How to Copy Feature Elements in Visual Studio SharePoint Solutions

This is a continuation of the previous post, Save Site As Template + Import SharePoint Solution Package == Love.

Once you’ve extracted your field, content type, and list instance, you are ready to incorporate the element manifests and related resources into your main project. In this example I have a Web Part named HypotheticalPart and a solution named HypotheticalWebPart.

First I need to open the solution’s folder in Windows Explorer.

To review, the solution that contains my other features looks like this:

I open that solution’s folder in a second instance of Windows Explorer and copy the Content Types, Fields, and List instances folders to the clipboard.

And then paste them into the first Explorer window.


To complete the job, I go back to the HypotheticalWebPart solution in Visual Studio and click the Show All Files button in Solution Explorer.

This reveals the folders I copied previously. I simply click each of them and select Include In Project.


That’s it! The feature elements are now in my project and included in my feature.

Author: Doug Ware

Save Site As Template + Import SharePoint Solution Package == Love

Update! A series of posts about using this technique with publishing sites is available here: Using Save Site as Template with Publishing Sites – Introduction

Say you’re working on a new solution that requires certain elements like fields, content types, and list instances to provide data to a Web Part or some other custom functionality. In this post I’ll show you how to create features to provision all of those elements in only a few minutes.

Consider the list shown below. It’s based on the Links list and is bound to a content type named Fun Link. Note that this could just as easily be based on the Custom List template.

The site content type, Fun Link, contains a custom site column, Classification, that provides a set of choices.

Getting this into Visual Studio is easy. Open up the Site Settings page and click the Save site as template link.

Give your template a name. It doesn’t matter what name you choose because the template is just an intermediate step that you’ll throw away when you are done. If you choose Include Content, your new feature will recreate the list data.

When the operation completes, follow the links the your site’s Solution Gallery and save the resulting WSP to your local machine.

Next, open Visual Studio and create a new project. Select the Import SharePoint Solution Package template.

Next choose either Farm or Sandbox deployment. In this example, either works fine.

The SharePoint Customization Wizard displays. You don’t want everything in the wsp, just the items you need to recreate the custom list. Press CTRL+A to select all the items and then SPACE to deselect everything. Now you are ready to select only the items you need. In this case you need the Fun Link content type.

The Classification field…

The Fun Links list instance…

And the ListsFun Links_pages module.


Once you have the set of items you need selected, click Finish. Visual Studio will display the warning shown below telling you about all sorts of dependencies. You don’t need any of them because they are all fields from the core fields feature and are always available on every site. Click No and your done!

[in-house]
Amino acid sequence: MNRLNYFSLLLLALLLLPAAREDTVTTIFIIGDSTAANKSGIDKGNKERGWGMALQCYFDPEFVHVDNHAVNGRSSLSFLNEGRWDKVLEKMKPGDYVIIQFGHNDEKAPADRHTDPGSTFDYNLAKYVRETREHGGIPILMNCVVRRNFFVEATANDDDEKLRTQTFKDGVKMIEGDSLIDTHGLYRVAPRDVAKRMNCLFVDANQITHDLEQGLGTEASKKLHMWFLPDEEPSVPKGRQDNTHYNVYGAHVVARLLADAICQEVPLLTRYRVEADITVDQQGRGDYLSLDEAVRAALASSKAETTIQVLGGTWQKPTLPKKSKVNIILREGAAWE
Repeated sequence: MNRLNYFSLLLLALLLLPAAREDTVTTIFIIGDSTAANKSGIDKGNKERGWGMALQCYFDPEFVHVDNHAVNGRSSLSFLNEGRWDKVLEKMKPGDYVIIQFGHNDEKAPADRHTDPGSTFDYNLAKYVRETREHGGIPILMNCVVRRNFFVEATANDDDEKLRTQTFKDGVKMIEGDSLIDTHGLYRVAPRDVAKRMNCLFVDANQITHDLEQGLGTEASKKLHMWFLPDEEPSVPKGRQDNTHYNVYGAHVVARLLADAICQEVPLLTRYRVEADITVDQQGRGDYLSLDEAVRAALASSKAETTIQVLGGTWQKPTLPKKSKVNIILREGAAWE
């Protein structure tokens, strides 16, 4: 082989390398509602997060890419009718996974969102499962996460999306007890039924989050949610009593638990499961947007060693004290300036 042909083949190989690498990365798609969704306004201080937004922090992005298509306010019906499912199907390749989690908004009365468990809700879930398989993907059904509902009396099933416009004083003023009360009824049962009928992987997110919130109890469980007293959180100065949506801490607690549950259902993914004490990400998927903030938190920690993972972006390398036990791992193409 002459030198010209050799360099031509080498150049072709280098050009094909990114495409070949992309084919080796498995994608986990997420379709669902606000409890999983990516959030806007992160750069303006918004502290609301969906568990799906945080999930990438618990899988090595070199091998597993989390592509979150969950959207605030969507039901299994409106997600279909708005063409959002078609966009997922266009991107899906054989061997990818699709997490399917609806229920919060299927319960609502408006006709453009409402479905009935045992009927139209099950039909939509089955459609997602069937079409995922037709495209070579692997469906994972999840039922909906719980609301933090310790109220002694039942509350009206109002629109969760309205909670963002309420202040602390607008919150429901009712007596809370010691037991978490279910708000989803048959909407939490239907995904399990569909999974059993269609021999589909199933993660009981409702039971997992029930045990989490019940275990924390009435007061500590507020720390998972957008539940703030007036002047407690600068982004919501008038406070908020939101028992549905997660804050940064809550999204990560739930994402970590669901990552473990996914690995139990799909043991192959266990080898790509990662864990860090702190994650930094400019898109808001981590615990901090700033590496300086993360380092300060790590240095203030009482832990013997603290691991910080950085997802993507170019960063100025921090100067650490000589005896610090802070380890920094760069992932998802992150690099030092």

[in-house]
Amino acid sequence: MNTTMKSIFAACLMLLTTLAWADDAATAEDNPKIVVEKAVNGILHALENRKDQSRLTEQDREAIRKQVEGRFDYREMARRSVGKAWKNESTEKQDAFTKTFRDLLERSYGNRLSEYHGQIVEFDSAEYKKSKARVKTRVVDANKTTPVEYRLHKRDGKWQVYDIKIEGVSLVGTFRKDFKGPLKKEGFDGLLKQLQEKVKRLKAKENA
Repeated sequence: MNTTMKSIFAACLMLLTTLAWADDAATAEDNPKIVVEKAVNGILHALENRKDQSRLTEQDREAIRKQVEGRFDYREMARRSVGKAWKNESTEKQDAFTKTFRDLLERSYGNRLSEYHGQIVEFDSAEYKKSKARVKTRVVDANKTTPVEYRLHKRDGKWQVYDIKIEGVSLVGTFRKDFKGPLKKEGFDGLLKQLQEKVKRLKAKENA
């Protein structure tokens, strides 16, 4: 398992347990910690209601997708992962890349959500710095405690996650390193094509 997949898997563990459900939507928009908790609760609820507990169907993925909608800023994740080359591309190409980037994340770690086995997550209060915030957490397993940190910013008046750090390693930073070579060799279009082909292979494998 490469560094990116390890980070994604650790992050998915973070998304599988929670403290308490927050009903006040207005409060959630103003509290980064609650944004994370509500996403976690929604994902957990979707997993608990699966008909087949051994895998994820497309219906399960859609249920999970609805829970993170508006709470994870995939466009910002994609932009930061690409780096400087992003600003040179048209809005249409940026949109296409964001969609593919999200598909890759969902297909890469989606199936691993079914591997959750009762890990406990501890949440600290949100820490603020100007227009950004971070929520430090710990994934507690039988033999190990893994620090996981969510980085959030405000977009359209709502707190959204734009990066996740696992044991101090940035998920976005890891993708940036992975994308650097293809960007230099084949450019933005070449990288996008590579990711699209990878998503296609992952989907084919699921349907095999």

Here is a screen shot of the new solution in Solution Explorer.

At this point I probably need to include the features in my main solution. Read How to Copy Feature Elements in Visual Studio SharePoint Solutions to see how it’s done.

Author: Doug Ware

SharePoint 2010 End User Training Site

I’d like to thank the folks over at fpweb for providing the hosting for my newest SharePoint 2010 site

The site contains over ninety (90) short how-to articles that I wrote to help end users get up to speed on as authors of SharePoint 2010 wikis and publishing sites. I hope you find it useful!

If you would like a copy of the site’s pages as a sandbox solution that you can customize to train your own users, send me an email!

Here is a screen shot of the current version. I still have some branding work to do!

Author: Doug Ware

SharePoint 2010 Fixed Width Master Pages Revisited

This post is an update to this post about fixed width pages I wrote when SharePoint 2010 was still in beta. If you follow the instructions in that post you’ll get a fixed width page, but it will have an unnecessary (and ugly) vertical scroll bar in the page’s main content area. The problem is in a function in init.js, FixRibbonAndWorkspaceDimensions. You can read about the work this function does in this post about ribbon positioning. FixRibbonAndWorkspaceDimensions does exactly what it says, but if you change the vertical layout of your page or add a footer it will give you fits. It does math and changes the size and position of various div elements independently of your CSS!

Here are the basic steps I use to create a fixed width page in the released versions of SharePoint Foundation and SharePoint Server 2010. You will almost certainly need to do more than this based on your specific design, but this should get you started. Note, this un-floats the ribbon. If you want to achieve the dynamic positioning FixRibbonAndWorkspaceDimensions provides, you’ll need to recreate it with your own script against your own element identifiers.

Find the following <DIV>

<div id="s4-workspace">

Change the id attribute to something else like:

<div id="my-workspace">

Add the appropriate styles to your CSS as follows:

<style type="text/css">

    body.v4master { 






        margin-left: auto; 

        margin-right: auto; 

        width: 960px;




        background-color: white;




This is what it looks like on a stock Team site.